There are many great guides to identifying animal tracks. A few are truly excellent and some others are surprisingly misleading. The guides below are my absolute favorites. If you decide to purchase any of these guides, using the links below to Amazon will give me a small commission at no additional cost to you and will help support future developments to this website. Thanks!
Mammal Tracks and Sign of North America by Mark Elbroch is the modern bible of animal track and sign identification. It’s publication drastically changed the field of animal tracking and spawned a renewal of interest in the field. It has hundreds of color photos and precise track drawings.
The book is organized by the type of sign (tracks, scats, chews, digs, etc) making it easy to identify sign, but not great if you want to read about all the details of a single species. Also, the comprehensive nature of this book makes it an amazing resource, but it can be quite a load in your backpack. If you’re serious about tracking, you should definitely get it.
Bird Tracks and Sign is the only guide solely dedicated to identifying bird tracks in North America. If you’re at all interested in bird track identification, this book is an absolute must. Bird track identification is actually much easier than many people think.
This guide simply divides bird tracks into 5 categories. To identify a track, determine the category, measure the length, and then compare it with the quick reference tables on the front and back covers to determine species that overlap in size. While I highly recommend this book, I really wish it contained a section of life-sized drawings.
Tracks and Sign of Reptiles and Amphibians is the only book dedicated to identifying reptile and amphibian tracks in North America. Filip Tkaczyk does a fantastic job explaining the little-explored world of herp tracks.
In this book you will find photos and life-size track drawings of turtle, frog, toad, lizard, salamander, snakes, and more. This book is the 4th in Stackpole’s ground-breaking series of tracking books that include Bird Tracks and Sign, Mammal Tracks and Sign, and Tracks and Sign of Insects and other Invertebrates.
Animal Tracks and Scat of California is a regional guide, but many of the species are found throughout North America. This guide includes mammals, birds, and even some reptiles, amphibians, and invertebrates.
It is a great general tracking guide (full disclaimer: I am a co-author of this guide) and is a great bet if you want a single guide that covers more than just mammals. This book contains some incredibly detailed drawings of feet my Michael Kresky.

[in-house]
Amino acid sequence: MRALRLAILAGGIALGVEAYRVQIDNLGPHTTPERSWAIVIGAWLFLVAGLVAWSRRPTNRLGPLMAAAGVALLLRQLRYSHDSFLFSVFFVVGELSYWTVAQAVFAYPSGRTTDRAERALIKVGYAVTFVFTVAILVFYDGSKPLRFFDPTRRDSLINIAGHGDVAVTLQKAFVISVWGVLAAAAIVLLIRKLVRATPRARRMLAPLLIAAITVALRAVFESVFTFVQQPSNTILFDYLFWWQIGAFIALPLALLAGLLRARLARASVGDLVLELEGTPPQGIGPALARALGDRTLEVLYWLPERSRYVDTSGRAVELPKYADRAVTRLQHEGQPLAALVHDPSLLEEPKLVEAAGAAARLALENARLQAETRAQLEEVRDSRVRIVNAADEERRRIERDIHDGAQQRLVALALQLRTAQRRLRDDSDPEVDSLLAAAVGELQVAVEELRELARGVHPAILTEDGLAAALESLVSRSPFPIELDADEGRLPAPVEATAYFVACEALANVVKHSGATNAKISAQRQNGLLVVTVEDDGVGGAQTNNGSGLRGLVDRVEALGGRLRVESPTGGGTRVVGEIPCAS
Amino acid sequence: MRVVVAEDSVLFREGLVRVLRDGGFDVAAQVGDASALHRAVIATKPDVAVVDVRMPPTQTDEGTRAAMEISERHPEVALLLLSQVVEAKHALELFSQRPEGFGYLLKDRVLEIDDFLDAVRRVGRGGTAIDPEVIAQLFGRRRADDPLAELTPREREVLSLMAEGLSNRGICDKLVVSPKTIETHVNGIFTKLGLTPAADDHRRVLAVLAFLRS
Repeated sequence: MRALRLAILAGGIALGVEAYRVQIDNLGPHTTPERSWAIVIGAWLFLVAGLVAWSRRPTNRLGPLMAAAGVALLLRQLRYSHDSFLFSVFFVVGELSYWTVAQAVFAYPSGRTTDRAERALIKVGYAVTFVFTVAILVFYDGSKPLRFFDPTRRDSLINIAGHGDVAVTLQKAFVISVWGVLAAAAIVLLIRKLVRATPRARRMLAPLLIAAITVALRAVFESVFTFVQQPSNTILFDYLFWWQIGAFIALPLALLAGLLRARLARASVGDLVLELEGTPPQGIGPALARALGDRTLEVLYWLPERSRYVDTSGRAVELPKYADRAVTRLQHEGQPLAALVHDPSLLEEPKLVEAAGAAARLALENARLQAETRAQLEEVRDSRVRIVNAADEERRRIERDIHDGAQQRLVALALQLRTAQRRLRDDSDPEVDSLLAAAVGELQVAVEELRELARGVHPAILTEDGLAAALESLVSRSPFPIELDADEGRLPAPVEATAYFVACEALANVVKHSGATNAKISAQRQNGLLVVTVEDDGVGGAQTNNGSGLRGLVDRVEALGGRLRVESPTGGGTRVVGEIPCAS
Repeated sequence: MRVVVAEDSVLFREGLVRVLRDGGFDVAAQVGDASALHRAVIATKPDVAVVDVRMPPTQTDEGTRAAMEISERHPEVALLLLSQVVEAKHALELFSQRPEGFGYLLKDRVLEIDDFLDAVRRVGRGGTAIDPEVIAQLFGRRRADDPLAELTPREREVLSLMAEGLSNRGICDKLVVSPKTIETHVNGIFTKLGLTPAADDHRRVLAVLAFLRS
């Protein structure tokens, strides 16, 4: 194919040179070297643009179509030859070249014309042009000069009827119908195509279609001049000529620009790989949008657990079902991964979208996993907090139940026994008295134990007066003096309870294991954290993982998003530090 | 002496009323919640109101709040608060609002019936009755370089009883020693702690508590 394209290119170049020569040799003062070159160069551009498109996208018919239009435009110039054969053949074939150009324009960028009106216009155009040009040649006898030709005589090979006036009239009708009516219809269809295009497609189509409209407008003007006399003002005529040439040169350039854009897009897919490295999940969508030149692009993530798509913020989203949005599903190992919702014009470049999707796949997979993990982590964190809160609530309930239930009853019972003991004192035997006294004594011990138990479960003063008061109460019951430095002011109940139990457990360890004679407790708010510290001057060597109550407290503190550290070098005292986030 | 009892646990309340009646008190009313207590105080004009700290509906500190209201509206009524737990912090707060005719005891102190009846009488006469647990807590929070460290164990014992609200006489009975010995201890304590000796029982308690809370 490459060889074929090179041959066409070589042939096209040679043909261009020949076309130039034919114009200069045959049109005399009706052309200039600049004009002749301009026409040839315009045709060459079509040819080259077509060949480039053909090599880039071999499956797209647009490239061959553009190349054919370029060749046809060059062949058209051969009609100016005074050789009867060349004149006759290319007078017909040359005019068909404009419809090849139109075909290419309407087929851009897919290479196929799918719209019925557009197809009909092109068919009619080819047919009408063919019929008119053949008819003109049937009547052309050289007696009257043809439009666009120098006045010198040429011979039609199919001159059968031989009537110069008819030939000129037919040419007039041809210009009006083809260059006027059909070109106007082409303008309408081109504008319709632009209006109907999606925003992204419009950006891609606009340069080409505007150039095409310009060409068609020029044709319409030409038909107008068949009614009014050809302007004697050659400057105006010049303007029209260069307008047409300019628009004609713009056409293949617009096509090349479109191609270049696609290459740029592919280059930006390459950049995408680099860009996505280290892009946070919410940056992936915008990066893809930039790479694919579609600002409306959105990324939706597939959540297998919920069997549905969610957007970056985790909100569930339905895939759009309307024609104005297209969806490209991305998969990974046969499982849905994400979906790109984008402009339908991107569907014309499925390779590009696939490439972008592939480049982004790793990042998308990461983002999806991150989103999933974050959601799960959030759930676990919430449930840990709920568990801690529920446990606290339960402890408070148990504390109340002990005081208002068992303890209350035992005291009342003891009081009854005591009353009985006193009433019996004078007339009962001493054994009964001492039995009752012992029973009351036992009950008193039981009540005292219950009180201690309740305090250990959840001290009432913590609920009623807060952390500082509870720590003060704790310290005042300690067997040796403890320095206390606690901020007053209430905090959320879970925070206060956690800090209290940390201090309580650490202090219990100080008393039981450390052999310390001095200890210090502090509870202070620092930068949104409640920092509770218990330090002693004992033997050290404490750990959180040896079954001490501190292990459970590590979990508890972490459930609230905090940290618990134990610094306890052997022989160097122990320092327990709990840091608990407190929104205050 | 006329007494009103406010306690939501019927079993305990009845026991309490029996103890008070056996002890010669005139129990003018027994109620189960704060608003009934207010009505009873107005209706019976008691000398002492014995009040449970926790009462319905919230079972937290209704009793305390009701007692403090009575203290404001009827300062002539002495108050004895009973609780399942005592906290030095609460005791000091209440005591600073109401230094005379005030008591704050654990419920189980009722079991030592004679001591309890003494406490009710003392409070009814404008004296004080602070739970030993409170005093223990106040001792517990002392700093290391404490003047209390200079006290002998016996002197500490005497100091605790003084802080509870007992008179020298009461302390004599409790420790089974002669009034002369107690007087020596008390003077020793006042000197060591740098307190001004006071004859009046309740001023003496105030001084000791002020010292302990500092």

Wildlife of the Pacific Northwest is a regional guide written by my friend and excellent tracker David Moskowitz. While the book is primarily focuses on the Northwest, a lot of information applies nation-wide.
This tracking guide includes mammals, birds, reptiles, amphibians, and invertebrates. It has some terrific natural history information on the mammals. The guide also contains excellent original artwork by Dave and some incredible photography of tracks, scats, and other signs.
Insect Tracks and Sign opened my eyes to an entire new world of animal tracking. Charley Eiseman and Noah Charney included an incredible amount of insect sign, from feeding signs to egg cases to scats.
This guide could be a valuable resource for anyone interested in learning about insects and it is a great way for trackers to expand their knowledge. These guys also have some great videos on identifying insect tracks and sign.
The Peterson Guide to Animal Tracks is the classic tracking guide. This book was published in 1954 and inspired many trackers and naturalists.
It was a major work for an author at the time with so few other resources available and predictably it contained several small errors. In 2005 is was updated by Mark Elbroch who made corrections, added information, and many photos.
Tracking and the Art of Seeing by Paul Rezendes was the first animal tracks guide in North America to contain color photographs. This guide drastically changed the landscape of future tracking guides. For example, just about every single subsequent field guide uses a similar stipple-point style for drawing tracks.